Is applying Early Decision for college worth it?

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Katelyn Kirby, Social Media Director

 

Do you know the difference between applying for Early Action, Early Decision, and Regular Decision for college? As high school seniors nationwide finish their college applications, there are many options they must consider that can have a significant impact on where they choose to go. One of those options, applying Early Decision, has earned a controversial reputation amongst students due to debate over whether its pros outweigh the cons. I believe that applying Early Decision is extremely beneficial if you are fully committed to attending the school you’re applying to, however, it can be harmful to students who want to compare all their options. 

Unless you are currently in the college application process, you might not be familiar with the different types of applications. Early Action and Early Decision are very different things. Early Action is for students who want to get ahead of the game and receive their decisions back from colleges earlier. It is non-binding and can actually help the student’s chances of getting into their desired school as shown in an article posted by AdmissionSight which claims that “In many cases, the acceptance rate for students that apply via early action can be more than double that of students that apply via regular decision.”  

Now onto Early Decision. First of all, not all schools even offer the option to apply Early Decision. This is a binding contract with the school being applied to where the student agrees that if they are offered admission, they will 100% attend and drop all their other choices. As I stated previously, I do not think this is the most beneficial application route for students unless they are fully informed of all financial, educational, social, and other aspects of the college they are hoping to attend. Applying Early Decision restricts a student’s ability to compare financial packages from the other colleges they applied to and generally leaves very little wiggle room for the student to switch their school if they change their mind later on.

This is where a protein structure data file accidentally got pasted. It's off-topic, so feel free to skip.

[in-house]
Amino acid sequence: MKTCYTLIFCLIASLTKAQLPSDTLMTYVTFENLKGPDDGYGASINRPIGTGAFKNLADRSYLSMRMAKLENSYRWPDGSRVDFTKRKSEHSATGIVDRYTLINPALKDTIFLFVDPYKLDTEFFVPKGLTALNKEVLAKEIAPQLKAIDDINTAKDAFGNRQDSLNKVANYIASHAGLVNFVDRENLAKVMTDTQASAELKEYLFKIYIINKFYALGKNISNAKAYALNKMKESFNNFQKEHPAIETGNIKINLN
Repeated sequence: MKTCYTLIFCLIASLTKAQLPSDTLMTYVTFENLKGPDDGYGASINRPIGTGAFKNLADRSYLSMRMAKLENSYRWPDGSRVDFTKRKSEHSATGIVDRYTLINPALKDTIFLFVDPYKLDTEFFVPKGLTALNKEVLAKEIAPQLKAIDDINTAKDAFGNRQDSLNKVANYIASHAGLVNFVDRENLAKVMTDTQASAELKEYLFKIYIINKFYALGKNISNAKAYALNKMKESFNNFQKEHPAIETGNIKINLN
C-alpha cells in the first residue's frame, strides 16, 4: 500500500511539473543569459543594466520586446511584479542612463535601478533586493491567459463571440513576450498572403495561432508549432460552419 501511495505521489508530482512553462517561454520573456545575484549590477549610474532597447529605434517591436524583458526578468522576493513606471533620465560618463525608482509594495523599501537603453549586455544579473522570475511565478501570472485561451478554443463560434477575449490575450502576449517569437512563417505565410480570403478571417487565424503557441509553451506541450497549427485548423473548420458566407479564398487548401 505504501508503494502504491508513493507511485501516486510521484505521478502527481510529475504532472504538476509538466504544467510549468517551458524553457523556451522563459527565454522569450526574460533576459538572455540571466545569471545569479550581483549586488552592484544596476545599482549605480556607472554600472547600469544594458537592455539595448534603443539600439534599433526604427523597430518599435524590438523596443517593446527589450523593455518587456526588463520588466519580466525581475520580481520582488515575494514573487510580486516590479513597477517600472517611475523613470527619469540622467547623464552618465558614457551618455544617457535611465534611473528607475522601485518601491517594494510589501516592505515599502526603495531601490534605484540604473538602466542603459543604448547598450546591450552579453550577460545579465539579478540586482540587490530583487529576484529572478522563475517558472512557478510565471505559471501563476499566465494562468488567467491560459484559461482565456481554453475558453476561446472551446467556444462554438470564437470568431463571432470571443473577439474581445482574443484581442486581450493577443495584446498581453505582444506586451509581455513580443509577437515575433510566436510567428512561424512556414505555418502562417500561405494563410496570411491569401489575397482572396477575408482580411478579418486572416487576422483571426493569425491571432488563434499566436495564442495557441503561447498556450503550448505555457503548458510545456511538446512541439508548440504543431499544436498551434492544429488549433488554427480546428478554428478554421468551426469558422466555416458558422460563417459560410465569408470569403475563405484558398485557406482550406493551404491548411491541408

To provide more insight on the subject I asked two Gulf Breeze High School teachers, Mr. McAuley and Mr. Olson, for their opinions on whether or not applying Early Decision is worth it. Mr. McAuley said that “I’m going to say that’s a personal question. If I know Wake Forest is where I want to go and it’s going to give me an advantage to get in there, sure. Why not? Aside from that, I would not advise it.” Mr. Olson said that “It seems to me like that benefits the school more than the student. The school is benefiting by fulfilling their quota and the student doesn’t have the option of looking elsewhere. It feels to me a little bit elitist.” 

I believe that applying Early Decision can be either beneficial or detrimental depending on the student’s specific circumstances. If you are a student reading this and are on the fence about applying Early Decision, I would recommend you take the time to consider all your options to decide what is best for you. On the contrary, if you are determined to attend a specific college and they offer it, it wouldn’t hurt you to apply through Early Decision.